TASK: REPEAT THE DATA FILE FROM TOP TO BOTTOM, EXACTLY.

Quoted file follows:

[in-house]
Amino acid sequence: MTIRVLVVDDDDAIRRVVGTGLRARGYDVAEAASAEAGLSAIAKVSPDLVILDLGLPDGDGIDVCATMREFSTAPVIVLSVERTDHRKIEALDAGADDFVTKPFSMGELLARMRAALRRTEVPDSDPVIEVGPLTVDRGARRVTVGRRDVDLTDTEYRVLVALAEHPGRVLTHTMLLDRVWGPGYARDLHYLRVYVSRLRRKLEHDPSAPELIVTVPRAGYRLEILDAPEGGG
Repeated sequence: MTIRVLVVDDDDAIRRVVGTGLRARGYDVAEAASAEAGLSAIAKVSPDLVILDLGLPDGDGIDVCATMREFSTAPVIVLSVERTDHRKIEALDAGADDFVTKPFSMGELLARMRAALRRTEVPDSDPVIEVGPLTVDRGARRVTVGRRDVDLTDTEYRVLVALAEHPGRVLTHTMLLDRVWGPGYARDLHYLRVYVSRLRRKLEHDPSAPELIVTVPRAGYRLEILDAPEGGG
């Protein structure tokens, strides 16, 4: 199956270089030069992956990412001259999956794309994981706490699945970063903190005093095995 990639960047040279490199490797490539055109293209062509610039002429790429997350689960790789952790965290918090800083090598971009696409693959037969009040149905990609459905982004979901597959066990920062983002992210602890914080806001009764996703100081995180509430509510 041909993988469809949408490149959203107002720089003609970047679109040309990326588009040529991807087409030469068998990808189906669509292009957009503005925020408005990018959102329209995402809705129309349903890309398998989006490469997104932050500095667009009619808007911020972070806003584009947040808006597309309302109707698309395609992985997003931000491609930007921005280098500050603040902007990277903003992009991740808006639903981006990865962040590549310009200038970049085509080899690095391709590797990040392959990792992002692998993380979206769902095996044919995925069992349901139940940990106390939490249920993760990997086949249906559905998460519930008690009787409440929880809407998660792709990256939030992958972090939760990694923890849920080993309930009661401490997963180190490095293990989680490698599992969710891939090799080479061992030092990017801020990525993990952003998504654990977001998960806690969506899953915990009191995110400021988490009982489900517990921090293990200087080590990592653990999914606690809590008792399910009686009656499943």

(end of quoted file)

[in-house]
Amino acid sequence: MTIRVLVVDDDDAIRRVVGTGLRARGYDVAEAASAEAGLSAIAKVSPDLVILDLGLPDGDGIDVCATMREFSTAPVIVLSVERTDHRKIEALDAGADDFVTKPFSMGELLARMRAALRRTEVPDSDPVIEVGPLTVDRGARRVTVGRRDVDLTDTEYRVLVALAEHPGRVLTHTMLLDRVWGPGYARDLHYLRVYVSRLRRKLEHDPSAPELIVTVPRAGYRLEILDAPEGGG
Repeated sequence: MTIRVLVVDDDDAIRRVVGTGLRARGYDVAEAASAEAGLSAIAKVSPDLVILDLGLPDGDGIDVCATMREFSTAPVIVLSVERTDHRKIEALDAGADDFVTKPFSMGELLARMRAALRRTEVPDSDPVIEVGPLTVDRGARRVTVGRRDVDLTDTEYRVLVALAEHPGRVLTHTMLLDRVWGPGYARDLHYLRVYVSRLRRKLEHDPSAPELIVTVPRAGYRLEILDAPEGGG
């Protein structure tokens, strides 16, 4: 199956270089030069992956990412001259999956794309994981706490699945970063903190005093095995 990639960047040279490199490797490539055109293209062509610039002429790429997350689960790789952790965290918090800083090598971009696409693959037969009040149905990609459905982004979901597959066990920062983002992210602890914080806001009764996703100081995180509430509510 041909993988469809949408490149959203107002720089003609970047679109040309990326588009040529991807087409030469068998990808189906669509292009957009503005925020408005990018959102329209995402809705129309349903890309398998989006490469997104932050500095667009009619808007911020972070806003584009947040808006597309309302109707698309395609992985997003931000491609930007921005280098500050603040902007990277903003992009991740808006639903981006990865962040590549310009200038970049085509080899690095391709590797990040392959990792992002692998993380979206769902095996044919995925069992349901139940940990106390939490249920993760990997086949249906559905998460519930008690009787409440929880809407998660792709990256939030992958972090939760990694923890849920080993309930009661401490997963180190490095293990989680490698599992969710891939090799080479061992030092990017801020990525993990952003998504654990977001998960806690969506899953915990009191995110400021988490009982489900517990921090293990200087080590990592653990999914606690809590008792399910009686009656499943």